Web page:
Properties of Vegetal Oil-based Creams in Skin Care

Oct 1, 2011 | Contact Author | By: Kedar Kumthekar and Jayashree Nagarkar, PhD, Institute of Chemical Technology, Deemed University
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Title: Properties of Vegetal Oil-based Creams in Skin Care
vegetal oilsx emollientx rheologyx viscosityx moisturizationx skin irritationx
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Keywords: vegetal oils | emollient | rheology | viscosity | moisturization | skin irritation

Abstract: Tocopherols and tocotrienols are the major constituents of almond oil, safflower oil and palm oil. They are necessary for the normal growth and metabolism of healthy skin. These oils were formulated in nourishing skin care products and massage creams as part of stable o/w emulsions and were found to have excellent storage stability, flow properties, spreadability and moisturizing properties.

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K Kumthekar and J Nagarkar, Properties of Vegetal Oil-based Creams in Skin Care, Cosm & Toil 126(10) 702 (2011)

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The bioactivity of a product can be quantitatively measured and analyzed by assessing its ability to protect, retain normal moisture and delay the aging process of skin. O/W emulsions are commonly used cosmetic delivery systems that supply moisture to skin and improve its condition by forming an occlusive barrier on the skin surface.1 In recent years, scientists have been looking at utilizing natural resources in cosmetic products, as natural vegetal oils are readily available at affordable costs and have excellent cosmetic and skin care application properties such as soothing, moisturizing and skin penetrating. Vegetal oils such as soybean oil, corn oil, safflower oil and linseed oil are used for cosmeceutical purposes as w/o emulsions using single or mixed surfactants.2–4

Prunus dulcis (almond) oil, Carthamus tinctorius (safflower) oil and Passiflora aincarnata (palm) oil share oleic acid as a major fatty acid and are rich in tocopherols and tocotrienols. The added benefits of these oils are moisturizing, emollient and soothing properties that make them an alternative for a topical skin treatment. A literature survey revealed that few oils are explored in the form of o/w cosmetic formulation. Reports on rheological properties are scarce, and hence this study was conducted.

Cosmetic emulsions with phosphate-based surfactants derived from the long-chain Guerbet alcohols and a polymeric thickener were characterized by rheological measurements, particle size distribution and stability test.5, 6 Emulsifying agents play a vital role in emulsion stabilization, either by reducing the interfacial tension of the system and/or by forming an interfacial film with electrostatic properties around the dispersed globules. The proper concentration of surfactants and their mixtures give synergistic effect with respect to the stability of the emulsion by the proper matching of hydrophilic-lipophilic balance (HLB) numbers of dispersed phase and surfactant used.7

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Table 1. Preparation of emulsifier blends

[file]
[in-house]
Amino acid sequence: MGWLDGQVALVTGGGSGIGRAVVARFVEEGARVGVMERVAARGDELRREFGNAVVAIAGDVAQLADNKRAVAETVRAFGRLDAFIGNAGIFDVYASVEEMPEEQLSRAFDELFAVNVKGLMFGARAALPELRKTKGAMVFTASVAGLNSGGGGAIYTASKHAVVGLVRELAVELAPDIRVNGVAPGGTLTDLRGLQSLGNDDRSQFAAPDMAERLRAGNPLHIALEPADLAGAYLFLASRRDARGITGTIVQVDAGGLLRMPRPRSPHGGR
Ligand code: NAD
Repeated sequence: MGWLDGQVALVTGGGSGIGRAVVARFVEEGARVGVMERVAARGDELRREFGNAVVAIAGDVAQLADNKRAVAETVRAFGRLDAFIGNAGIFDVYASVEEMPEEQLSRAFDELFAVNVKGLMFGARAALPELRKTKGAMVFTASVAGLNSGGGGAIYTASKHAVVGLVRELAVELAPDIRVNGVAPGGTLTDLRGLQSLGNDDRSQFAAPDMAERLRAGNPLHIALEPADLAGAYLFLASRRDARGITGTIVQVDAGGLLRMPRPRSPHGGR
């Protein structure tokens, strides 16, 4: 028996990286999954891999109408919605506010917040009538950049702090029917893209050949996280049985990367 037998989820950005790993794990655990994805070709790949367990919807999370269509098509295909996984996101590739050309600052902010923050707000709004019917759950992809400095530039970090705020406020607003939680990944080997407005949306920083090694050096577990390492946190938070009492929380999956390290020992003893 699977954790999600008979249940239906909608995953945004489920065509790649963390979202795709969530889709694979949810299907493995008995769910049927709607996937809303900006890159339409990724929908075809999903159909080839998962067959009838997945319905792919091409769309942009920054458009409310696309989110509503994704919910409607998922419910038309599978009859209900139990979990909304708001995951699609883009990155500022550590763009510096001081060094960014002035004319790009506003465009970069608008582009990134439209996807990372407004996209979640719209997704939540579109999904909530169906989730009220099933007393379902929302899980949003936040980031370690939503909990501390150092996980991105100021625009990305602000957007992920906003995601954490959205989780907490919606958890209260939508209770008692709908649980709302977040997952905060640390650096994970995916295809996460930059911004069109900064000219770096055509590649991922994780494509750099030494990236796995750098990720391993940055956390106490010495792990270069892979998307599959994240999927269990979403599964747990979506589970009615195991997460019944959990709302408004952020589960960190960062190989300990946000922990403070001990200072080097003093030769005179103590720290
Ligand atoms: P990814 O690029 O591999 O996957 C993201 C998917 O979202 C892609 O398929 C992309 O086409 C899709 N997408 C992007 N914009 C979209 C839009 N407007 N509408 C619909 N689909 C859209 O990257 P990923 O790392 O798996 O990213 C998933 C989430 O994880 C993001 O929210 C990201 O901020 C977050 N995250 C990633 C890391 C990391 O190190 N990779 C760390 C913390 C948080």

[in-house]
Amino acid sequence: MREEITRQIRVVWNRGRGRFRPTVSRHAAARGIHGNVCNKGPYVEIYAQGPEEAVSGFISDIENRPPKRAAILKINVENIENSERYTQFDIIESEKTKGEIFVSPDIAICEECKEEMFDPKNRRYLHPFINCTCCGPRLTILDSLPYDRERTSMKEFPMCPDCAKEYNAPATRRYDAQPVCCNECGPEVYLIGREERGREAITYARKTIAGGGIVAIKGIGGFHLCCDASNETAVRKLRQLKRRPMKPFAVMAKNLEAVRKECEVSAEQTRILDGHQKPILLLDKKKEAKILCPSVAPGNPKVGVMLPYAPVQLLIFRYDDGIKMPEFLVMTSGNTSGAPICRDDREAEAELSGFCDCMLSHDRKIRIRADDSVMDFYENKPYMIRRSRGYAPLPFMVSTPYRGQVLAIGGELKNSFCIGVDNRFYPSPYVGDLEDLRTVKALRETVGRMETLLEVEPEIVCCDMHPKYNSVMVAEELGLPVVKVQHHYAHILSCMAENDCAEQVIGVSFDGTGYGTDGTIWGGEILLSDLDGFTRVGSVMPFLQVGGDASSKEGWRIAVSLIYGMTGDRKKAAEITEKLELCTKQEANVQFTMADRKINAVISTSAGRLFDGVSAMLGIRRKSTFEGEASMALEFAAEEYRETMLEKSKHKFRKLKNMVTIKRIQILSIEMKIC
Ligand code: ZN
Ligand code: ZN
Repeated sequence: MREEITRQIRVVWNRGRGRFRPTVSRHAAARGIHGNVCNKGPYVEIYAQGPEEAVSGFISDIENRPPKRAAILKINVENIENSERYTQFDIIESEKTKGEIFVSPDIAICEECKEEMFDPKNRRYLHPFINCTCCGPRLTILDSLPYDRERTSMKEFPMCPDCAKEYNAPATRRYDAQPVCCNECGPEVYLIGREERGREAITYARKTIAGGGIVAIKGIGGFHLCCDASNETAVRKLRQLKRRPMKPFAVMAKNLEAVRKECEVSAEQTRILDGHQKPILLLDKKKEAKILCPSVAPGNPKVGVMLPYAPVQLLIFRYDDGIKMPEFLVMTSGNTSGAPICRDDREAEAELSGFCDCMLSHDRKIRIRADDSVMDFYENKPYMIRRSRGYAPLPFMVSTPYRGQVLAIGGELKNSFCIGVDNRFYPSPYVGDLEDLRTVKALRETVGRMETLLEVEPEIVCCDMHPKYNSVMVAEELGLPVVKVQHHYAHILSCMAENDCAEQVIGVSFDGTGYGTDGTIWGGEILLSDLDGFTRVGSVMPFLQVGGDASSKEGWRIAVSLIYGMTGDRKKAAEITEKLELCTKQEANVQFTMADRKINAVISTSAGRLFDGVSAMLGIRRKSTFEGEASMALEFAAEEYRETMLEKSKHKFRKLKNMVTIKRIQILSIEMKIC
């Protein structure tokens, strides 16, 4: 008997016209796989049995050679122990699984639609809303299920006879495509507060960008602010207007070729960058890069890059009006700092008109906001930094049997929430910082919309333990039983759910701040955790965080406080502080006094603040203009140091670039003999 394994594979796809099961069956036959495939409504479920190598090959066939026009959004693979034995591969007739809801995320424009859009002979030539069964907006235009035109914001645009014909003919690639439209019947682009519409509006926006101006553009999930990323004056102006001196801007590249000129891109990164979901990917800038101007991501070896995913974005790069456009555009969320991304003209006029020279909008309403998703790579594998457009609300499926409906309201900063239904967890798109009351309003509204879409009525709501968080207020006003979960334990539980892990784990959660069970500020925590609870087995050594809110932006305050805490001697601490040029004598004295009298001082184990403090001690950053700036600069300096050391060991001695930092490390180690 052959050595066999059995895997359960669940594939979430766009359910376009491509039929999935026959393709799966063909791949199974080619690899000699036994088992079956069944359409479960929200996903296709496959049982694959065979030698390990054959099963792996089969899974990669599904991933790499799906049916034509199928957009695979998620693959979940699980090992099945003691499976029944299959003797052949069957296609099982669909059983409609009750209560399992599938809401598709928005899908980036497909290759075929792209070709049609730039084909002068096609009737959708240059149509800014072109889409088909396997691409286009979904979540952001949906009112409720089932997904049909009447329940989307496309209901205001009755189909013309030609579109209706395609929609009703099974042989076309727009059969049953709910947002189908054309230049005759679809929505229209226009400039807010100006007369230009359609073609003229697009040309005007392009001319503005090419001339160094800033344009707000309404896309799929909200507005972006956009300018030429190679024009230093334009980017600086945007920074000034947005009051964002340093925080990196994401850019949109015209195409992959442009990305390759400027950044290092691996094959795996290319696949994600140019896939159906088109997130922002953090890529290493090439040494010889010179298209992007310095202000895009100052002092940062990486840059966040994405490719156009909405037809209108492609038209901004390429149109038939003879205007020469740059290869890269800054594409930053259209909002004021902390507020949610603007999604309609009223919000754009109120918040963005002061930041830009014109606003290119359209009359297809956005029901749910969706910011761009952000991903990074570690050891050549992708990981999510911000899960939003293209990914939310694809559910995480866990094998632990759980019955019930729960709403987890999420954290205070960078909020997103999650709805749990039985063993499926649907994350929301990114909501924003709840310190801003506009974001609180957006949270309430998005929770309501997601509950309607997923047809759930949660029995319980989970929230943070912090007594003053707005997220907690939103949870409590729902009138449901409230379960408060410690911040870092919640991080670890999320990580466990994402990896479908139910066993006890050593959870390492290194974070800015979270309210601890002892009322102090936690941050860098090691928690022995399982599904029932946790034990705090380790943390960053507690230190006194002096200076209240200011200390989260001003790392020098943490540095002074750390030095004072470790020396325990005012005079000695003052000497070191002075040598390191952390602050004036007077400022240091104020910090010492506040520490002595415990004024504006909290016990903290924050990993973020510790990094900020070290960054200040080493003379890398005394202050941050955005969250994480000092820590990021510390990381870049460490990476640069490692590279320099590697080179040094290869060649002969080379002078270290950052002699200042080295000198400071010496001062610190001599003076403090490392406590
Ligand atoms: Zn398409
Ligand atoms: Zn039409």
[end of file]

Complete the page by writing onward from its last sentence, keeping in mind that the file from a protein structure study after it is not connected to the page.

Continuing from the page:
Table 1. Preparation of emulsifier blends

A series of emulsifier blends (see Table 1) with varying HLB numbers were found to be completely miscible in oil phase at 25 ± 0.1°C.

Table 2. Optimized cream parameters

Table 2. Optimized cream parameters

The optimized parameters of the cosmetic creams showing six months storage stability at 40°C ± 2°C/75%RH ± 5%RH are depicted in Table 2.

Table 3. Rheological parameters of formulated creams

Table 3. Rheological parameters of formulated creams

Table 3 shows the rheological parameters of formulated creams.

Figure 1. Moisturizing Property of formulated creams

Figure 1. Moisturizing Property of formulated creams

Figure 1 graphically shows the hydration efficacy study for the measurement of skin water content.

Footnotes (CT1110 Kumthekar)

a Span 80 (INCI: Sorbitan Monooleate) is a product manufactured by M/s. S. D. Fine chemicals Ltd., Mumbai, India.
b Tween 80 (INCI: Polysorbate 80) is a product of M/s. S. D. Fine chemicals Ltd. Mumbai, India.
c Almonessentials, Roghan Badam, Almond Drops Almond Oil (INCI: Prunus Amygdalus Dulcis Oil) is a product manufactured by M/s. Ashwin Pharma Ltd., Mumbai, India.
d Safflite, Saffola, Safogemini Safflower Oil (INCI: Carthamus Tinctorius Seed Oil) is a product manufactured by M/s. Ashwin Pharma Ltd., Mumbai, India.
e Palmernel, Lipipalm, Herbpalm Palm Oil (INCI: Passiflora Aincarnata Oil) is a product manufactured by M/s. Ashwin Pharma Ltd., Mumbai, India.
f Aquasorb (INCI: Carboxy Methyl Cellulose) is a product manufactured by M/s. Ashwin Pharma Ltd., Mumbai, India.
g Xantural (INCI: Xanthan Gum) a product manufactured by M/s. Ashwin Pharma Ltd., Mumbai, India.
h Galactosol (INCI: Guar Gum) a product manufactured by M/s. Ashwin Pharma Ltd., Mumbai, India.
i An EQ-610 pH meter was used, manufactured by Equiptronics, Mumbai, India.
j The Haake VT 500 Rotational Viscometer is manufactured by Thermo Scientific, Waltham, Mass., USA.
k The Thermo Rheowin 2.97 software is manufactured by Thermo Scientific, Waltham, Mass., USA. m The DC-5 cooling system was manufactured by Thermo Scientific, Waltham, Mass., USA.
n The CM-825PC corneometer is manufactured by Courage & Khazaka GmbH in Cologne, Germany.

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